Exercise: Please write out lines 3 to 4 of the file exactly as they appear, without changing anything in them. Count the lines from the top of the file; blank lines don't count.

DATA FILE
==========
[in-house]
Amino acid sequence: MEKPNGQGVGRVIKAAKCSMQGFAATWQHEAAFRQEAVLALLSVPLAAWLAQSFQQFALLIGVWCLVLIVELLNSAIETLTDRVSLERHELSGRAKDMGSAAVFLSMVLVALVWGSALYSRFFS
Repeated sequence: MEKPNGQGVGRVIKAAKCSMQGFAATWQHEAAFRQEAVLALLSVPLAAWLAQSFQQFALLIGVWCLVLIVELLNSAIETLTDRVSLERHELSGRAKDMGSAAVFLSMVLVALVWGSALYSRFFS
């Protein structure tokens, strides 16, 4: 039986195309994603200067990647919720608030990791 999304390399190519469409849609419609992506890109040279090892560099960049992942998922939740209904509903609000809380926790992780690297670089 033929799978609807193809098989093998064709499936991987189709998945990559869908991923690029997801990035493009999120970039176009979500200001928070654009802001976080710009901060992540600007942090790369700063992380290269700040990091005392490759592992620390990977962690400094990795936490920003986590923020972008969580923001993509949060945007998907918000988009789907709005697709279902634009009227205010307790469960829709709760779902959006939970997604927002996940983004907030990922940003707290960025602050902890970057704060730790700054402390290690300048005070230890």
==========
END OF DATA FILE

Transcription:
Repeated sequence: MEKPNGQGVGRVIKAAKCSMQGFAATWQHEAAFRQEAVLALLSVPLAAWLAQSFQQFALLIGVWCLVLIVELLNSAIETLTDRVSLERHELSGRAKDMGSAAVFLSMVLVALVWGSALYSRFFS
């Protein structure tokens, strides 16, 4: 039986195309994603200067990647919720608030990791 999304390399190519469409849609419609992506890109040279090892560099960049992942998922939740209904509903609000809380926790992780690297670089 033929799978609807193809098989093998064709499936991987189709998945990559869908991923690029997801990035493009999120970039176009979500200001928070654009802001976080710009901060992540600007942090790369700063992380290269700040990091005392490759592992620390990977962690400094990795936490920003986590923020972008969580923001993509949060945007998907918000988009789907709005697709279902634009009227205010307790469960829709709760779902959006939970997604927002996940983004907030990922940003707290960025602050902890970057704060730790700054402390290690300048005070230890």